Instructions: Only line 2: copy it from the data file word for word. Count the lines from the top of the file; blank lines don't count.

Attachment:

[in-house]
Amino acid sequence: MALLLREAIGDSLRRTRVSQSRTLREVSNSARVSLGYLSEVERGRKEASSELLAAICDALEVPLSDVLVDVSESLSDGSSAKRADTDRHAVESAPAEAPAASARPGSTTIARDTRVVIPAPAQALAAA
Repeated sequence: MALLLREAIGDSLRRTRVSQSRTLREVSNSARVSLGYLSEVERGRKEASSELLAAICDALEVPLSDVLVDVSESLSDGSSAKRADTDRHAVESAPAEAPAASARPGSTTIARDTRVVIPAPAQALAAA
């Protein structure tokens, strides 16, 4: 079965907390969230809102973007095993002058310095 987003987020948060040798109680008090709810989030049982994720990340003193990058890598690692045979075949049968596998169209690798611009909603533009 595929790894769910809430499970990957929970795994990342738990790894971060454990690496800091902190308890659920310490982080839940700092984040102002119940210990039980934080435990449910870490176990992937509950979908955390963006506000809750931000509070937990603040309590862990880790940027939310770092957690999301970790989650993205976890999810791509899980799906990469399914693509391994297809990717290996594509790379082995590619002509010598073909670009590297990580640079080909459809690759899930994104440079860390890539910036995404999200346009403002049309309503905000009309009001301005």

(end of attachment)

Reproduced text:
Amino acid sequence: MALLLREAIGDSLRRTRVSQSRTLREVSNSARVSLGYLSEVERGRKEASSELLAAICDALEVPLSDVLVDVSESLSDGSSAKRADTDRHAVESAPAEAPAASARPGSTTIARDTRVVIPAPAQALAAA